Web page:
The in basket: Linda Carr of South Kitsap e-mailed what looked
at first like a pretty standard complaint about the rush hour merge
where highways 3 and 304 come together west of Bremerton. She
described the much-discussed inside lane-outside lane conflict and
said that it is so annoying she now goes to doctors and shops in
Gig Harbor and times her remaining trips to Silverdale to avoid
late weekday afternoons.
“I think others are doing the same because I can notice a
exodus,” she said.
Then she surprised me with an anecdote about something she saw
last summer while driving from Aberdeen to Hoquiam on Highway 101
where a lot of road work was going on.
“In heavy traffic, two lanes were merging into one,” she said.
“I was amazed at how quickly and orderly traffic was getting
through the construction zone, and all because of the simple
signage they had erected. The first sign instructed you to
fill both lanes, the second sign instructed you to merge at the
end, and the third sign said “take turns,” and everyone did.
“I wonder if something this simple could improve the situation
at this intersection?” she concluded.
The out basket: It was like a breath of fresh air to hear that
this had been tried somewhere in the state.
I have been arguing for years that the conflict at that
Bremerton merge would be greatly reduced if drivers filled the two
lanes equally instead of getting over prematurely. Further, I have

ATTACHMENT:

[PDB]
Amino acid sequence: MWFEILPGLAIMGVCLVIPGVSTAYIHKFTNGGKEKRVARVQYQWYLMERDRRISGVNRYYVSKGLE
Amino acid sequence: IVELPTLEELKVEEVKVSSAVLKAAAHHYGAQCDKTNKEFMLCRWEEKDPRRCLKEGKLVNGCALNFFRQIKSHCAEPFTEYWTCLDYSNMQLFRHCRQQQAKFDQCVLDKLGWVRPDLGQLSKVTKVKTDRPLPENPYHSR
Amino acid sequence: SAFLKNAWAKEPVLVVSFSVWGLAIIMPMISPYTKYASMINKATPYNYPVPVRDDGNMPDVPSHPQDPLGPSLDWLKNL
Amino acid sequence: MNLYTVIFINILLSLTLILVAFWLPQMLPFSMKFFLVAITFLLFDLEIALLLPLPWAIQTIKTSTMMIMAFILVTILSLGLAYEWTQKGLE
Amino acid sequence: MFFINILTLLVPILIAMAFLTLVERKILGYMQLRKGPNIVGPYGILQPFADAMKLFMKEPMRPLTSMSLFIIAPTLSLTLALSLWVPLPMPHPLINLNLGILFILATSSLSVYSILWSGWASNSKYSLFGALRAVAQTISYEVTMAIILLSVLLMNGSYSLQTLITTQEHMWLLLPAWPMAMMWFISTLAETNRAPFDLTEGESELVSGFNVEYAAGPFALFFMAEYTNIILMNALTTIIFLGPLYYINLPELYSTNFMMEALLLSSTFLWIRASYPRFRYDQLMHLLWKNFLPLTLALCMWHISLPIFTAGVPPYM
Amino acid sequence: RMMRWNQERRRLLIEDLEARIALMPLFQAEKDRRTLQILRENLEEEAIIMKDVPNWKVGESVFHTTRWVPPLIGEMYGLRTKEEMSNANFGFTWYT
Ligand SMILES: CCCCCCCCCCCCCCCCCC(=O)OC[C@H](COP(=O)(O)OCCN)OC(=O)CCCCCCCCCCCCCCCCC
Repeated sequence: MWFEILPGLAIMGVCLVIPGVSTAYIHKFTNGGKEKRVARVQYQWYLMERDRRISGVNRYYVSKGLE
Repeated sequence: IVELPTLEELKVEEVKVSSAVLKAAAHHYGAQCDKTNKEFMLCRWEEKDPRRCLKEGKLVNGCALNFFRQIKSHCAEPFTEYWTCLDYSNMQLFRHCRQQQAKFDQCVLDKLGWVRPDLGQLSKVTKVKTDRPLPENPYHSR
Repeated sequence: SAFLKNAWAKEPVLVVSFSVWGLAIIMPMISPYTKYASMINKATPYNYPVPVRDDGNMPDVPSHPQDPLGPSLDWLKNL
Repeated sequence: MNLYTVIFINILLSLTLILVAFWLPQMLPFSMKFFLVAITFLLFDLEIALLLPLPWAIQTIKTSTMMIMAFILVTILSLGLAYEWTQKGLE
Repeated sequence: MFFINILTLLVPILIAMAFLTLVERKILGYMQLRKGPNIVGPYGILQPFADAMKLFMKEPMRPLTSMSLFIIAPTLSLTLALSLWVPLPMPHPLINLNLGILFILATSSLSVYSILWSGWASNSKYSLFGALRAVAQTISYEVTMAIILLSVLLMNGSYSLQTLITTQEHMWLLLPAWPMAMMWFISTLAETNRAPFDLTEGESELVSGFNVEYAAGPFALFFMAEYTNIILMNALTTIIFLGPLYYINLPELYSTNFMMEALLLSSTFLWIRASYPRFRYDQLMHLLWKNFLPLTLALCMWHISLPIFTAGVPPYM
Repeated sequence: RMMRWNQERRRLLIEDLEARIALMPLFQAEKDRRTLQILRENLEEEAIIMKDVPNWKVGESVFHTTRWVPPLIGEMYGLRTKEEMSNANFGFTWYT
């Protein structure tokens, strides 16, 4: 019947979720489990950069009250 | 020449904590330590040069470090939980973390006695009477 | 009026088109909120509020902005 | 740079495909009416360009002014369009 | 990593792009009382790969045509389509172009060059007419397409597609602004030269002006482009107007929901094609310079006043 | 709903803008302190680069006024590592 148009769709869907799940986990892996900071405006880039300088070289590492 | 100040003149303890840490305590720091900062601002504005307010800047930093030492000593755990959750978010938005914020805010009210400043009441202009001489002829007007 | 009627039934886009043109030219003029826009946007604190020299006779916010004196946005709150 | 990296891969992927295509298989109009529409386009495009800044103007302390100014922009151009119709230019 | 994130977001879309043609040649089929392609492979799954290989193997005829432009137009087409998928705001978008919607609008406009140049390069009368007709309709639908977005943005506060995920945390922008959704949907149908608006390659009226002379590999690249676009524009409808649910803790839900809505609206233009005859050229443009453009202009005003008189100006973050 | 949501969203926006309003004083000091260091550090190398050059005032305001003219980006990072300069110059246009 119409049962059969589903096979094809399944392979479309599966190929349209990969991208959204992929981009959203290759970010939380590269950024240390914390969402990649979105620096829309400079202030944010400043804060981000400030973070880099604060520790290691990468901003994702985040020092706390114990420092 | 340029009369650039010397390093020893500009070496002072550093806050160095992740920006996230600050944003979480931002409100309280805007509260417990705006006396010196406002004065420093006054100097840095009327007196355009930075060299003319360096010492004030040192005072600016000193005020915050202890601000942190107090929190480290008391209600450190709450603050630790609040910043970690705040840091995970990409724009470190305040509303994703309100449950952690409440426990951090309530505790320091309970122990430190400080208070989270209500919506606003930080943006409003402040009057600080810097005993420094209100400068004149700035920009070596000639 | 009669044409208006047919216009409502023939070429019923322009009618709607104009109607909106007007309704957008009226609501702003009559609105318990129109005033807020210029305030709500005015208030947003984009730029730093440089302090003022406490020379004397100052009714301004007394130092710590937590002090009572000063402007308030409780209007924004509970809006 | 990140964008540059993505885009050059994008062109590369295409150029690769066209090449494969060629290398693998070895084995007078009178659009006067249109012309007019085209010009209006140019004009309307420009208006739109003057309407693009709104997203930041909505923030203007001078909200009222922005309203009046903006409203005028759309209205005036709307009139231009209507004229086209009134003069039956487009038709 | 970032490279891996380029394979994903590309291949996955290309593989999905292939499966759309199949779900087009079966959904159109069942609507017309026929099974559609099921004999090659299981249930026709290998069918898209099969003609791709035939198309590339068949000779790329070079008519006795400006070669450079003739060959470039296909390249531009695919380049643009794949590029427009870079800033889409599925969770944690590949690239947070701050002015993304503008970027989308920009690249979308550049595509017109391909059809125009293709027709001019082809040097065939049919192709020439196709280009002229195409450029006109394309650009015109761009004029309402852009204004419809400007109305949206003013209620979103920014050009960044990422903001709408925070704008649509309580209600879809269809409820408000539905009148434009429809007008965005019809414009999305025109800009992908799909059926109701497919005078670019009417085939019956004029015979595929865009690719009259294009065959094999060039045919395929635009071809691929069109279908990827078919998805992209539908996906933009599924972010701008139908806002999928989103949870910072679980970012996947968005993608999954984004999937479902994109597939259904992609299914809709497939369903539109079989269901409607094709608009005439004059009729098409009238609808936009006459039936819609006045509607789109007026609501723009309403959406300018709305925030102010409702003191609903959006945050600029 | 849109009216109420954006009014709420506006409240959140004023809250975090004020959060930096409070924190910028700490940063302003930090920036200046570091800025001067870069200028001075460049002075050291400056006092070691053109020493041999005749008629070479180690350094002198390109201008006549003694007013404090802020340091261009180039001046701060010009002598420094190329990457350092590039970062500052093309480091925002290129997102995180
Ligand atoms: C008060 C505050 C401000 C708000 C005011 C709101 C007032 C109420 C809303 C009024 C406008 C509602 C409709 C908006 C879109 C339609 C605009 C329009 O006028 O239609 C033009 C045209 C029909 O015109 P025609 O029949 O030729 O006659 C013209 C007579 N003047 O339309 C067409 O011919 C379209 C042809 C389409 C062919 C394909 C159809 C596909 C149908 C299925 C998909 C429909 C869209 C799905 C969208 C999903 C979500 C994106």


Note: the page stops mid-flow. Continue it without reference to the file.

come to believe that those who use the right lane to scoot past the
drivers who get over early but then loose their nerve and try to
force their way into the center lane before they have to, causing
that lane to back up behind them, are a major cause of the
I now exclusively use the outside lane when the line is shorter
there, and force myself to wait until the two lanes narrow to one
before I move over. I have had only one conflict with a driver in
the inside lane who sped up to cut me off, but I simply slowed down
and pulled in behind him. Traffic usually flows smoothly at the
The maneuver is generally know as the zipper, as cars in the two
lanes take turns, like the sign in Aberdeen instructed, meshing
like a zipper. I’m told there are signs at merges in Europe
that actually depict a zipper.
So…will what Linda saw work in Bremerton? I recognize that a
construction zone has a continual conflict, while signs to
duplicate that here would seem odd during the majority of hours
where there is no backup.
Steve Bennett, operations engineer for the state highways, has
this to say:
“Linda is correct, this kind of signing and delineation was used
on a short term basis in Aberdeen as part of a construction
project. While we were able to gain approval from the Federal
Highway Administration to use this kind of non-standard signing for
temporary, low-speed situations, they did not favor its use for
higher speed installations.
“The “’take your turn’ idea would probably work well during the
peak hour during high volume/low speed conditions, and it may even
work well in the middle of the night during low volume/high speed
“Our concern is during those transitionary times of relatively
high volume/relatively high speed conditions. As this kind of
signing does not assign right-of -way, it would not always be clear
to drivers who should go first. We feel that kind of
direction is important, especially during those transitionary